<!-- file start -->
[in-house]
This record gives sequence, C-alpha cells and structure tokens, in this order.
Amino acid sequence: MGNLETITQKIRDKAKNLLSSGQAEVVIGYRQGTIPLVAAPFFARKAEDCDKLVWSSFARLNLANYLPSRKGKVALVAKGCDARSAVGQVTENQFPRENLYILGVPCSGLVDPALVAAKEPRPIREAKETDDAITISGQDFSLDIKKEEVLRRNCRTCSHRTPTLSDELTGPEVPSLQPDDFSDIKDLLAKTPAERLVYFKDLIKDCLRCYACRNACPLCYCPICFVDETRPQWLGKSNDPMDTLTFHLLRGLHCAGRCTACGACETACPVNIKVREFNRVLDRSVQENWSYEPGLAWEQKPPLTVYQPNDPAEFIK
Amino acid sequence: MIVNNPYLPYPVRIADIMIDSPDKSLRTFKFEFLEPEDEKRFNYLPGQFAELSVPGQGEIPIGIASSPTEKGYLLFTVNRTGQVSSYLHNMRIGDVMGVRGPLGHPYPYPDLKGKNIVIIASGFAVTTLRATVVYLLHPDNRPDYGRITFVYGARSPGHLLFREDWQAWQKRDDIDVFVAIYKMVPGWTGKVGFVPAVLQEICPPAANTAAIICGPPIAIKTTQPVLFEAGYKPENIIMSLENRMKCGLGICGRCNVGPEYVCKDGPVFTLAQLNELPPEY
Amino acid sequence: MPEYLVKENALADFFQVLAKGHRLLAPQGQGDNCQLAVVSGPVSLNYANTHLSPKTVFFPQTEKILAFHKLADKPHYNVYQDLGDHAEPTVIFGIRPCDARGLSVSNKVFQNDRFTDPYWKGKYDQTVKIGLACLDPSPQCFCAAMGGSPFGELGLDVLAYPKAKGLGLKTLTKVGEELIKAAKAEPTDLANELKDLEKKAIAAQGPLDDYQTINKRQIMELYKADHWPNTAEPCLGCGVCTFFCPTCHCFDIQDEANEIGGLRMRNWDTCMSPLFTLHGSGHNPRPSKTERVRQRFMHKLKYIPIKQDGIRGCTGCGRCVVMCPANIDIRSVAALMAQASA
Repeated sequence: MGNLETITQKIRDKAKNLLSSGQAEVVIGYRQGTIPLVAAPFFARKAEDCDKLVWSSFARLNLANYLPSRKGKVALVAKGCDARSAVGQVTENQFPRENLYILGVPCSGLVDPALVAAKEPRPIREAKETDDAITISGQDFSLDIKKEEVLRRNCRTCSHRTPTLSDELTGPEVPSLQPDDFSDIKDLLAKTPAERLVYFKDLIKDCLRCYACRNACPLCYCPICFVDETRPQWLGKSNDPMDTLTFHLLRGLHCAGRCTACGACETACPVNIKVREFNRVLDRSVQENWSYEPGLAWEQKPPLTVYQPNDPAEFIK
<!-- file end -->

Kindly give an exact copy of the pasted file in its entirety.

[in-house]
This record gives sequence, C-alpha cells and structure tokens, in this order.
Amino acid sequence: MGNLETITQKIRDKAKNLLSSGQAEVVIGYRQGTIPLVAAPFFARKAEDCDKLVWSSFARLNLANYLPSRKGKVALVAKGCDARSAVGQVTENQFPRENLYILGVPCSGLVDPALVAAKEPRPIREAKETDDAITISGQDFSLDIKKEEVLRRNCRTCSHRTPTLSDELTGPEVPSLQPDDFSDIKDLLAKTPAERLVYFKDLIKDCLRCYACRNACPLCYCPICFVDETRPQWLGKSNDPMDTLTFHLLRGLHCAGRCTACGACETACPVNIKVREFNRVLDRSVQENWSYEPGLAWEQKPPLTVYQPNDPAEFIK
Amino acid sequence: MIVNNPYLPYPVRIADIMIDSPDKSLRTFKFEFLEPEDEKRFNYLPGQFAELSVPGQGEIPIGIASSPTEKGYLLFTVNRTGQVSSYLHNMRIGDVMGVRGPLGHPYPYPDLKGKNIVIIASGFAVTTLRATVVYLLHPDNRPDYGRITFVYGARSPGHLLFREDWQAWQKRDDIDVFVAIYKMVPGWTGKVGFVPAVLQEICPPAANTAAIICGPPIAIKTTQPVLFEAGYKPENIIMSLENRMKCGLGICGRCNVGPEYVCKDGPVFTLAQLNELPPEY
Amino acid sequence: MPEYLVKENALADFFQVLAKGHRLLAPQGQGDNCQLAVVSGPVSLNYANTHLSPKTVFFPQTEKILAFHKLADKPHYNVYQDLGDHAEPTVIFGIRPCDARGLSVSNKVFQNDRFTDPYWKGKYDQTVKIGLACLDPSPQCFCAAMGGSPFGELGLDVLAYPKAKGLGLKTLTKVGEELIKAAKAEPTDLANELKDLEKKAIAAQGPLDDYQTINKRQIMELYKADHWPNTAEPCLGCGVCTFFCPTCHCFDIQDEANEIGGLRMRNWDTCMSPLFTLHGSGHNPRPSKTERVRQRFMHKLKYIPIKQDGIRGCTGCGRCVVMCPANIDIRSVAALMAQASA
Repeated sequence: MGNLETITQKIRDKAKNLLSSGQAEVVIGYRQGTIPLVAAPFFARKAEDCDKLVWSSFARLNLANYLPSRKGKVALVAKGCDARSAVGQVTENQFPRENLYILGVPCSGLVDPALVAAKEPRPIREAKETDDAITISGQDFSLDIKKEEVLRRNCRTCSHRTPTLSDELTGPEVPSLQPDDFSDIKDLLAKTPAERLVYFKDLIKDCLRCYACRNACPLCYCPICFVDETRPQWLGKSNDPMDTLTFHLLRGLHCAGRCTACGACETACPVNIKVREFNRVLDRSVQENWSYEPGLAWEQKPPLTVYQPNDPAEFIK